Tying the Camel

Featured in Mountain Record 29.4, Summer 2011

George Bernard Shaw once said: “The problem with communication is the illusion that it has occurred.” Any good teacher knows that having a strong message is only half the battle. Knowing how to deliver it is the other half. That is why in Buddhism so much emphasis is placed on upaya—the many ways that spiritual teachers have developed to communicate the dharma so that it will be heard by students with varying skills and capacities, at different stages in their training.

This issue of the Mountain Record includes articles that both speak about the importance of skillful means in spiritual practice and show those very means in action. In the classic burning house parable of the Lotus Sutra, a wealthy man promises his three sons a beautiful cart each in return for their safety. Knowing they are too self-absorbed to notice what is happening around them, the father appeals to their desire for playthings to get them to get them safely out of the crumbling building and only then, the sutra says, does he offer them the largest, most comfortable carriage—the carriage of wisdom. Master Dogen says in “Shoho Jisso” that this expounding of wisdom or reality is the work of all Buddha ancestors. And this work, Tibetan teacher Tulku Urgyen Rinpoche reminds us, need not be complicated or esoteric in any way. He says, “When it is totally easy and simple to recognize your natural face, you have ‘established the natural state.’”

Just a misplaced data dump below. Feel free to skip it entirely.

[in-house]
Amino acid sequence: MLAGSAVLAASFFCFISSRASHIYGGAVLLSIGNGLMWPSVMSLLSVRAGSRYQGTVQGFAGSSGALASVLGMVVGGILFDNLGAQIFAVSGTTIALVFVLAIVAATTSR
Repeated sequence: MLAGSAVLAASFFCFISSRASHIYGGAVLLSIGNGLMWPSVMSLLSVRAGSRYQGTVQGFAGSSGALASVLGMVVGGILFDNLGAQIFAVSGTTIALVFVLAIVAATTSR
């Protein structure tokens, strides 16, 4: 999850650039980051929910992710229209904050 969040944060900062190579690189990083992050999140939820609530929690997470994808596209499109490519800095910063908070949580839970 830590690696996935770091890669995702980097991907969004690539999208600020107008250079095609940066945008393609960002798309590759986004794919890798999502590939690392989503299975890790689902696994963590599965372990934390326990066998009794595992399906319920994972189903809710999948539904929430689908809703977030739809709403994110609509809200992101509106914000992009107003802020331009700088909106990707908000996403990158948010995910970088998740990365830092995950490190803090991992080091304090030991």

Karen Armstrong strikes a similar chord when she speaks of the centrality of compassion in all of the world’s religions and the need to bring out this basic teaching from under the layers of dogma, intolerance and superiority that often characterize religious dialogue. If we could all practice the Golden Rule—do unto others as you would have them do unto you—we would be in a better position to treat each other with the respect and compassion that we are all due.

In the secular world, author and media consultant Clay Shirky makes a case for social media as a vehicle for change, arguing that these tools are making it possible for us to cooperate with one another in unprecedented ways. And in the field of education, John Holt questions our school system and points out that rather than encouraging children to learn, it is teaching them failure.

But regardless of the form it takes, true skillfulness comes from a clear understanding of what is needed. Quoting a Sufi proverb, Linda Hogan says, “Yes, worship God, go to church, sing praises, but first tie your camel to the post.” In his discourse, Ryushin Sensei underlines the fact that, as spiritual practitioners, our only concern should be to realize impermanence, emptiness, and causality. Anything else is a distraction that creates separation. And “in the moment that separation appears,” Shugen Sensei says, “all suffering becomes possible. Practice is to ceaselessly close that gap, to see through the illusion of separation.”

Upaya, in all its many forms, is the lens that helps us to see the illusion for what it is

Mn. Vanessa Zuisei Goddard, MRO
Mountain Record, Managing Editor